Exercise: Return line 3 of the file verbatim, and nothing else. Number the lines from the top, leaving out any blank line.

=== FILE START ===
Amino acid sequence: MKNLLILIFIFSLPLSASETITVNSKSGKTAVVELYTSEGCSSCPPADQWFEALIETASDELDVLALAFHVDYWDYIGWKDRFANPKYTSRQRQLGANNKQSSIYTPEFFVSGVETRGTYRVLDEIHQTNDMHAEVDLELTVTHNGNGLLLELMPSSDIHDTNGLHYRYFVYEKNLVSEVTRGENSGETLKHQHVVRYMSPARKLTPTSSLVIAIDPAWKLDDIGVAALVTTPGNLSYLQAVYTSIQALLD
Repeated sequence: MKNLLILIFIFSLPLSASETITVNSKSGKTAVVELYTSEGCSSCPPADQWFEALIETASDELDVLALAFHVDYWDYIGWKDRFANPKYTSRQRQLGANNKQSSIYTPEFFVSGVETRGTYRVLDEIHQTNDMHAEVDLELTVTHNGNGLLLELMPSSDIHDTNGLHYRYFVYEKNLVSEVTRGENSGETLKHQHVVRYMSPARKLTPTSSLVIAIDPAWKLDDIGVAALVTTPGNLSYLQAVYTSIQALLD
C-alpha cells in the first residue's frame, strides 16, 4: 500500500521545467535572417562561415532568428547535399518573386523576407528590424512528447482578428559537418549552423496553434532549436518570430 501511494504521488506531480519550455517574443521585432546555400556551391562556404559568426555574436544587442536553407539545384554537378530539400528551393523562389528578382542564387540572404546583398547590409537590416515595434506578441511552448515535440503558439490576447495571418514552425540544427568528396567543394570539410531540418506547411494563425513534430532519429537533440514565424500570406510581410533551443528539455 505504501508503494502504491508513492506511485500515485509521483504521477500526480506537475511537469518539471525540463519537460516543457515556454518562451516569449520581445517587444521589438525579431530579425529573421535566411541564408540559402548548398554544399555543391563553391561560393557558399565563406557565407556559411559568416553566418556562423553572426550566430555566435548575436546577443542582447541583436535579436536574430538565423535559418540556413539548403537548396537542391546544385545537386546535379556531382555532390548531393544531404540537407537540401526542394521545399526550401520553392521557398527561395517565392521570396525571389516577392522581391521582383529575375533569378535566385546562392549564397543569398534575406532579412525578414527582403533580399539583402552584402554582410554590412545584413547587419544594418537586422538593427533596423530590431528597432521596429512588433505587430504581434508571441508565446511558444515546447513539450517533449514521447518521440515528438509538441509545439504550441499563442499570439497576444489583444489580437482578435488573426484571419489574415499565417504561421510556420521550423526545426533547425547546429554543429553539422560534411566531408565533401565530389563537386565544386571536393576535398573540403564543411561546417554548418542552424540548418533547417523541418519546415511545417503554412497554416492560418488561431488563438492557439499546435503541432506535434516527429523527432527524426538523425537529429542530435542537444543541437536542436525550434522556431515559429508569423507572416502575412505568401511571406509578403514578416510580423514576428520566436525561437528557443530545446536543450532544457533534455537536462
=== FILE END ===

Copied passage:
C-alpha cells in the first residue's frame, strides 16, 4: 500500500521545467535572417562561415532568428547535399518573386523576407528590424512528447482578428559537418549552423496553434532549436518570430 501511494504521488506531480519550455517574443521585432546555400556551391562556404559568426555574436544587442536553407539545384554537378530539400528551393523562389528578382542564387540572404546583398547590409537590416515595434506578441511552448515535440503558439490576447495571418514552425540544427568528396567543394570539410531540418506547411494563425513534430532519429537533440514565424500570406510581410533551443528539455 505504501508503494502504491508513492506511485500515485509521483504521477500526480506537475511537469518539471525540463519537460516543457515556454518562451516569449520581445517587444521589438525579431530579425529573421535566411541564408540559402548548398554544399555543391563553391561560393557558399565563406557565407556559411559568416553566418556562423553572426550566430555566435548575436546577443542582447541583436535579436536574430538565423535559418540556413539548403537548396537542391546544385545537386546535379556531382555532390548531393544531404540537407537540401526542394521545399526550401520553392521557398527561395517565392521570396525571389516577392522581391521582383529575375533569378535566385546562392549564397543569398534575406532579412525578414527582403533580399539583402552584402554582410554590412545584413547587419544594418537586422538593427533596423530590431528597432521596429512588433505587430504581434508571441508565446511558444515546447513539450517533449514521447518521440515528438509538441509545439504550441499563442499570439497576444489583444489580437482578435488573426484571419489574415499565417504561421510556420521550423526545426533547425547546429554543429553539422560534411566531408565533401565530389563537386565544386571536393576535398573540403564543411561546417554548418542552424540548418533547417523541418519546415511545417503554412497554416492560418488561431488563438492557439499546435503541432506535434516527429523527432527524426538523425537529429542530435542537444543541437536542436525550434522556431515559429508569423507572416502575412505568401511571406509578403514578416510580423514576428520566436525561437528557443530545446536543450532544457533534455537536462